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Looks like a disk problem, dying. In the Recovery Partition (start while holding CMD+R), start DiskUtility do Repair Disk. Even when the issue is gone after that, prepare to have the disk replaced.


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I found another solution. It may take time though. You need to try reinstalling windows by using bootcamp and then uninstall it. When you ask bootcamp to delete the partition used for windows, it will also "delete" the free space. It worked for me.


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ran into the same problem and found this article that fixes it a little easier Just run diskutil coreStorage list, find the logical volume uuid, and then run diskutil coreStorage revert (that uuid) in your case diskutil coreStorage revert 2F7B1893-07E8-4194-840B-F2552042E055 http://awesometoast.com/yosemite-core-storage-and-partition-woes/


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Basically you have to delete the linux partitions (disk0s4 and disk0s5) and then expand your CoreStorage volume (Macintosh HD) to the full size. Boot to Internet Recovery Mode by pressing altcmdR while booting Open Terminal in the menubar -> Utilities enter diskutil list and diskutil cs list to get the partition and the CoreStorage listing. Now unmount all ...


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Update 2 Based on the current state of your MBR and GUID partition tables, I recommend the following steps to finish fixing your computer. I do not think it is necessary to boot to Internet Recovery Mode before entering these commands. Make a Time Machine or other form of backup. (Just in case.) Execute my Update 1 on /dev/disk0. Upon completion, the ...


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Thanks to @tubedogg for linking me to this post and giving me the tips. To fix the issue I had to run the commands diskutil cs revert <disk id> and diskutil cs resizeStack (Not sure if that worked since I think it game me an error). I had to reboot for the effects to change and I partitioned my drive in recovery mode (think you can do it within OS X ...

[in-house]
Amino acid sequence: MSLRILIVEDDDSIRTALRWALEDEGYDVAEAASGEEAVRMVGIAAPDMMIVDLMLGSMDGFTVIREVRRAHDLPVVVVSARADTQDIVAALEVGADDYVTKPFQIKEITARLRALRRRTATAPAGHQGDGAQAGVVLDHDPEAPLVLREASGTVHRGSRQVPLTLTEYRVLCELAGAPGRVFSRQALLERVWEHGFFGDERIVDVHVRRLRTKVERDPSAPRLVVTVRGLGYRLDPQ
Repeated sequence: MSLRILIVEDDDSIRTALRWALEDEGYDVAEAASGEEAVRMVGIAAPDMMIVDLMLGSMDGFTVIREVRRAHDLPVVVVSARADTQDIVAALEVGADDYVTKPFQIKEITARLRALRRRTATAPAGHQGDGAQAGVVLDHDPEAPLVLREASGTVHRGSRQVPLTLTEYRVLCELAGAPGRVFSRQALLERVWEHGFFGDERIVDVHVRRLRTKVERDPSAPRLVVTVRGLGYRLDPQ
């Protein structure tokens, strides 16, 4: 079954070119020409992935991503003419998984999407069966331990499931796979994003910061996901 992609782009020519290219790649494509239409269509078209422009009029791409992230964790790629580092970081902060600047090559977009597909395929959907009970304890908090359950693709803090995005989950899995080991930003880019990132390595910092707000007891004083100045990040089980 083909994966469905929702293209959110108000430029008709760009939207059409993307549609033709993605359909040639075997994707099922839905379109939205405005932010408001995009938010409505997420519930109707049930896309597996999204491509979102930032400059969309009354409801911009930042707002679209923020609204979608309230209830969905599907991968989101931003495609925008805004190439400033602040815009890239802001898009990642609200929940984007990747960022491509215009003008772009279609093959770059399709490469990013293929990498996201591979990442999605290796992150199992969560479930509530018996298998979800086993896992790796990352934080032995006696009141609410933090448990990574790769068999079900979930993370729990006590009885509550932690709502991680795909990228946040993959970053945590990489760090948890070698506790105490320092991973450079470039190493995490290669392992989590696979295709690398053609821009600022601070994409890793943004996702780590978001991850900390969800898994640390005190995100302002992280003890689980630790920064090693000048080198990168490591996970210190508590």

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You need to buy a new drive onto which you will copy your data from the borked drive. Preferably, this new drive will be a brand other than Seagate, which has the worst failure records in the industry. Once you have safely copied your data to the new drive, you can then begin to worry about how to deal with the Seagate drive.


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You can try following these steps: run the following command in Terminal: diskutil list Find your disk label in the "NAME" column, and note the identifier all the way on the right (something like "disk#s#") Now run this command: diskutil unmount MISC Next run: sudo mkdir /Volumes/MISC && sudo mount -w -t exfat /dev/disk#s# /Volumes/MISC replacing ...


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You will not be able to split your drive into more than two partitions and still be able to boot Windows. There is a hard limit on the number of partitions on the boot drive for Windows (may be for Mac and Linux too, not sure). You can certainly dual boot Mac and Windows (or Mac/Linux) but not all three on one drive. If you follow the instructions in ...


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Run the following command in Terminal: diskutil cs resizeStack ACA4133B-5F31-4D66-B502-4EABED4E2958 5E6D00FD-4BAD-424C-92CF-F8080CCC2C95 3.128t The first UUID is your LV UUID, the second is the PV UUID that you want to grow (incase I mistyped one of them). This will grow your disk back to fill up your 3TB disk. You may have to reduce that number to 3.1279t ...


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From the Tom's Hardware Forum: By default, the OSX disk utility creates a new partition as GUID. Windows can't read it. You need to create the partition type as MBR, which Windows can read. Then format as exFAT and both machines will read it.